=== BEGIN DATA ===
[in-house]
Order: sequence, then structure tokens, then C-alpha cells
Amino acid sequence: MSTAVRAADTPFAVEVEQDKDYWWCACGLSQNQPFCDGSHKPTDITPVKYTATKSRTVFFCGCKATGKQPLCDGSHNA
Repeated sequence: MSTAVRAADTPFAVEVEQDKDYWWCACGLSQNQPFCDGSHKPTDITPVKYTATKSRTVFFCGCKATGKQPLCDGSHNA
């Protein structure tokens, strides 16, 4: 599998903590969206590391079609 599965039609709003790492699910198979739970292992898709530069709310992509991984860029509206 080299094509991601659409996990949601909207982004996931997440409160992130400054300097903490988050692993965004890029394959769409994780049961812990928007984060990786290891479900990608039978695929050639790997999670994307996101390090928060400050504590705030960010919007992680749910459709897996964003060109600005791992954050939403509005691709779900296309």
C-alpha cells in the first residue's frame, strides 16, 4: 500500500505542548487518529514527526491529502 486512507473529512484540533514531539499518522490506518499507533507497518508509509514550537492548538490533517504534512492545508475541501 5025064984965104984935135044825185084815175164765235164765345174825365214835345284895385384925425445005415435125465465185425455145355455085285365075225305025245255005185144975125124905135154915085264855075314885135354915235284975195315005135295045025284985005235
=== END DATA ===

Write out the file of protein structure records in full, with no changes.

[in-house]
Order: sequence, then structure tokens, then C-alpha cells
Amino acid sequence: MSTAVRAADTPFAVEVEQDKDYWWCACGLSQNQPFCDGSHKPTDITPVKYTATKSRTVFFCGCKATGKQPLCDGSHNA
Repeated sequence: MSTAVRAADTPFAVEVEQDKDYWWCACGLSQNQPFCDGSHKPTDITPVKYTATKSRTVFFCGCKATGKQPLCDGSHNA
């Protein structure tokens, strides 16, 4: 599998903590969206590391079609 599965039609709003790492699910198979739970292992898709530069709310992509991984860029509206 080299094509991601659409996990949601909207982004996931997440409160992130400054300097903490988050692993965004890029394959769409994780049961812990928007984060990786290891479900990608039978695929050639790997999670994307996101390090928060400050504590705030960010919007992680749910459709897996964003060109600005791992954050939403509005691709779900296309």
C-alpha cells in the first residue's frame, strides 16, 4: 500500500505542548487518529514527526491529502 486512507473529512484540533514531539499518522490506518499507533507497518508509509514550537492548538490533517504534512492545508475541501 5025064984965104984935135044825185084815175164765235164765345174825365214835345284895385384925425445005415435125465465185425455145355455085285365075225305025245255005185144975125124905135154915085264855075314885135354915235284975195315005135295045025284985005235